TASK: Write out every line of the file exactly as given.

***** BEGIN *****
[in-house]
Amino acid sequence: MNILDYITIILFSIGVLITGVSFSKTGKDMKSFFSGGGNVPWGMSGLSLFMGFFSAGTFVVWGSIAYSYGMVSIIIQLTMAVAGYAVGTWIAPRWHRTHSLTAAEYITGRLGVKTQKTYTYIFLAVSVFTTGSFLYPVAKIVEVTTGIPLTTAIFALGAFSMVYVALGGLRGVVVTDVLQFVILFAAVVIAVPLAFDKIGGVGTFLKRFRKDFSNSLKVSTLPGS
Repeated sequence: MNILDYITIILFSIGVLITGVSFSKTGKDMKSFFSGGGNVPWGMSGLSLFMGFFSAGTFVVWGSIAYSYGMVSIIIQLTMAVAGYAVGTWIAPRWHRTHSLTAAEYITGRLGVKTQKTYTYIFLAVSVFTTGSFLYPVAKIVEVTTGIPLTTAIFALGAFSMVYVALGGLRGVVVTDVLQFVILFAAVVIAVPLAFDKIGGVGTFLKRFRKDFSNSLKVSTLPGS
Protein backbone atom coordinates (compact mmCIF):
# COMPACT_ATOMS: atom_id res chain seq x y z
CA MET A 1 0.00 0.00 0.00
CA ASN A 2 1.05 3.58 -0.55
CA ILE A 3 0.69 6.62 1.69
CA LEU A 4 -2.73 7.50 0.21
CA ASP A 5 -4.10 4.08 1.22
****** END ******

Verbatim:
[in-house]
Amino acid sequence: MNILDYITIILFSIGVLITGVSFSKTGKDMKSFFSGGGNVPWGMSGLSLFMGFFSAGTFVVWGSIAYSYGMVSIIIQLTMAVAGYAVGTWIAPRWHRTHSLTAAEYITGRLGVKTQKTYTYIFLAVSVFTTGSFLYPVAKIVEVTTGIPLTTAIFALGAFSMVYVALGGLRGVVVTDVLQFVILFAAVVIAVPLAFDKIGGVGTFLKRFRKDFSNSLKVSTLPGS
Repeated sequence: MNILDYITIILFSIGVLITGVSFSKTGKDMKSFFSGGGNVPWGMSGLSLFMGFFSAGTFVVWGSIAYSYGMVSIIIQLTMAVAGYAVGTWIAPRWHRTHSLTAAEYITGRLGVKTQKTYTYIFLAVSVFTTGSFLYPVAKIVEVTTGIPLTTAIFALGAFSMVYVALGGLRGVVVTDVLQFVILFAAVVIAVPLAFDKIGGVGTFLKRFRKDFSNSLKVSTLPGS
Protein backbone atom coordinates (compact mmCIF):
# COMPACT_ATOMS: atom_id res chain seq x y z
CA MET A 1 0.00 0.00 0.00
CA ASN A 2 1.05 3.58 -0.55
CA ILE A 3 0.69 6.62 1.69
CA LEU A 4 -2.73 7.50 0.21
CA ASP A 5 -4.10 4.08 1.22